Yoga Journal Blog: Samadhi in the City

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San Francisco: YJ Conference (Seane Corn, Tias Little, and Michael Franti)

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I started off day two of the YJ conference with Seane Corn and 200 other women in one of the grand ballrooms at the Hyatt Regency. This is the second time I have taken a class with Seane and she always gives me something to think about. The class, which was called Yogini, was about how women can be better connected to our power.

Seane began by talking about how her perspective as a woman keeps changing as she ages. Now 41, she talked about how, despite the bodily and emotional discomforts she sometimes feels with the aging process, she cares a lot less about what other people think than she used to. I can relate to what she is putting out there; I think younger women tend to be so affected (and hindered) by what they perceive the world's view of them to be. I am 32 and can finally say that I have moments where I let the outside world's criticisms roll over me—but I still give outside voices too much attention. Here's to maturity!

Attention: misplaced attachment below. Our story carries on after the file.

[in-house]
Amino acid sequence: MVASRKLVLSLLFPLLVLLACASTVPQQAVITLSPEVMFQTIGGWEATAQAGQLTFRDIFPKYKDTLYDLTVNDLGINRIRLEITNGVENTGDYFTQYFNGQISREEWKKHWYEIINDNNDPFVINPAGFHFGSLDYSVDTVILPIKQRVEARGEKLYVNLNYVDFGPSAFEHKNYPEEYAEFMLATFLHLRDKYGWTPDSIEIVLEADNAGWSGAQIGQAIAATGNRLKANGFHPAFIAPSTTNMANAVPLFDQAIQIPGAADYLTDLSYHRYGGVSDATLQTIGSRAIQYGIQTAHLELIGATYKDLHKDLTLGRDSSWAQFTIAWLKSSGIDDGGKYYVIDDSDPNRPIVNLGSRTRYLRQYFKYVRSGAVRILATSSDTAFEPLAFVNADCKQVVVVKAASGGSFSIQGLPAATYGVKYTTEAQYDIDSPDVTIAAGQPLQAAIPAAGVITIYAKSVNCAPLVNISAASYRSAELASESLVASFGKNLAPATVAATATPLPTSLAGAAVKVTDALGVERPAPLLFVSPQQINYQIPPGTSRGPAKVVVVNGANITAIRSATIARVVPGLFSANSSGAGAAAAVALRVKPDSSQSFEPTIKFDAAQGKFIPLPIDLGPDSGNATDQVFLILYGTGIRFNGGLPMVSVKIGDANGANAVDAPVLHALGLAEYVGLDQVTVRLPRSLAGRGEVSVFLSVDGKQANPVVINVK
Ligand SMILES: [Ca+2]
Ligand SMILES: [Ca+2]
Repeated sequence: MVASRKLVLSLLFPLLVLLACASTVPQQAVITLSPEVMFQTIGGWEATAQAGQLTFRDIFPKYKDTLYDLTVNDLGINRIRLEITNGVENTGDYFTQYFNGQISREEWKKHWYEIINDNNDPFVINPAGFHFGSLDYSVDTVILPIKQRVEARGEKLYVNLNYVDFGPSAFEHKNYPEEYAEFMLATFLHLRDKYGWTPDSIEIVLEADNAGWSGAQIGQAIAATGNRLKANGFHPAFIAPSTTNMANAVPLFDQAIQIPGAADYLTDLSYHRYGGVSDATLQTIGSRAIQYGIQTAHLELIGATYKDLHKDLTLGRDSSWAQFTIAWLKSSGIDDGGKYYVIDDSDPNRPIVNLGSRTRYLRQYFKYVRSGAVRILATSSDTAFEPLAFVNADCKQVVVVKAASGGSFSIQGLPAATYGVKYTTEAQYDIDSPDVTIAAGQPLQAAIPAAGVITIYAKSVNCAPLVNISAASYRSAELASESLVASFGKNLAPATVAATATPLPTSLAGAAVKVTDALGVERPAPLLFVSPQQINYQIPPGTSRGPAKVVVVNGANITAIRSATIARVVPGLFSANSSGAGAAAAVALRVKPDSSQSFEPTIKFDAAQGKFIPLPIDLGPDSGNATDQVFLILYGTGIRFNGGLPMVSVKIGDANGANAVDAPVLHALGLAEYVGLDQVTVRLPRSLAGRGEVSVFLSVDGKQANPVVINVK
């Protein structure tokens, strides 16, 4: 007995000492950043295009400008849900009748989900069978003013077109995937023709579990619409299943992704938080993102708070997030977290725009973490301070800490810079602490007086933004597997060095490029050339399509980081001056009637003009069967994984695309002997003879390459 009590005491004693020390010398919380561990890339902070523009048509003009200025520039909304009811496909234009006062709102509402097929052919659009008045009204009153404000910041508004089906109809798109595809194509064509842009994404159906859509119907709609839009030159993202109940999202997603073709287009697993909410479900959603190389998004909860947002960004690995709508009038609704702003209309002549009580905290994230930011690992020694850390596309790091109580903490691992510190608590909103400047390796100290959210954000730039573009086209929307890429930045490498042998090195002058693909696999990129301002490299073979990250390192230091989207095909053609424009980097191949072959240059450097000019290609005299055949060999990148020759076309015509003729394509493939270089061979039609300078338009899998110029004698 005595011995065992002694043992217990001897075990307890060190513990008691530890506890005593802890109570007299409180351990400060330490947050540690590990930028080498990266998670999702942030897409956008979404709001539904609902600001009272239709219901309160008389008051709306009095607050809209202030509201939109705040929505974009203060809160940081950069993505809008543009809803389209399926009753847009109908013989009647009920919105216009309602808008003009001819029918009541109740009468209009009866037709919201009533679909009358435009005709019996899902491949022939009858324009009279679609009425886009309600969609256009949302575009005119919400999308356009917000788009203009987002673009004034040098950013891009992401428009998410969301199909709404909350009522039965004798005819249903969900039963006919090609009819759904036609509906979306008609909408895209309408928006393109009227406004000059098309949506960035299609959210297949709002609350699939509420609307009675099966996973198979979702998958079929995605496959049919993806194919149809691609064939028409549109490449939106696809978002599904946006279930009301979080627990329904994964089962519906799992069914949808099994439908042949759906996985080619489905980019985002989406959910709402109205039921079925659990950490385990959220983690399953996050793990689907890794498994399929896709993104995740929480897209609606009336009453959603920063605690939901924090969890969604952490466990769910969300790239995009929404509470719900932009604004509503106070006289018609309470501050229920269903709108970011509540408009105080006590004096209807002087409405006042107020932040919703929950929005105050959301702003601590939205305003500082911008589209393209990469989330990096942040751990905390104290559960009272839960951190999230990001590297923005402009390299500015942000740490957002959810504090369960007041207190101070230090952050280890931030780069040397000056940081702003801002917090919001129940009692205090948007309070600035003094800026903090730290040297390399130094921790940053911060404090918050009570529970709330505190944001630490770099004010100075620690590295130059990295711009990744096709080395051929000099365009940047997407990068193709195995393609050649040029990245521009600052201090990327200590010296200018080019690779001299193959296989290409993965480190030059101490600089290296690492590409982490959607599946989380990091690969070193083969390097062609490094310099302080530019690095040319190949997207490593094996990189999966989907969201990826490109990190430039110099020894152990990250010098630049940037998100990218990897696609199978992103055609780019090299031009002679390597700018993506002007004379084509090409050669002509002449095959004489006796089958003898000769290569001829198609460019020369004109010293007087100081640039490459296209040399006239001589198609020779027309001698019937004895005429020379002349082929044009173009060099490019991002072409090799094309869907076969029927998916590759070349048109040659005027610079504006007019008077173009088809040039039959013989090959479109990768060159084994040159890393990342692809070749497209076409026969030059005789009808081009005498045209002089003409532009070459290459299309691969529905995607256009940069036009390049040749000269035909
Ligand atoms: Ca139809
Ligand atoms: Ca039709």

Seane says that one of the biggest problems we face as a society is personal self-doubt and insecurity, with which I completely concur. When we, specifically women, don't have faith in ourselves, we don't act. And when we don't act, things don't get done. So, how to engage with our own power? She suggests these starting points: Forgiveness of others. Radical self-acceptance. A commitment to self-examination.

If Seane's class opened my mind, Tias Little's backbending workshop, Freeing the Bird of Prana, opened my body. Whew! Backbending is not my forte and we moved through it pretty intensely. We worked the hamstrings and opened the shoulders first so that tightness in those areas would not affect our backbends, and then we moved into the back. Tias gives meticulous and precise anatomical instruction, and through his teaching made clear all of the impediments to backbending, such as tight quads and lack of space between the sacral and lumbar vertebrae.
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Tias taught with two assistants (one of whom is his wife, Surya) and I received lots of great adjustments—I appreciated that, as sometimes the classes at conferences can feel impersonal. I also liked Tias' sense of humor. For instance, he admitted great enjoyment in saying "Now, bring your fingers to the top of the crack of your buttocks." A little comic relief when you're backbending for two hours (and near collapsing) is always welcome.

I finished my day by listening to Michael Franti's lunchtime talk about Power to the Peaceful, in which he made clear the connection, for him, between yoga and social action. During his talk, Michael told a story about a butterfly. On my walk home, I came into contact with this beautiful creature. Coincidence? I think not.

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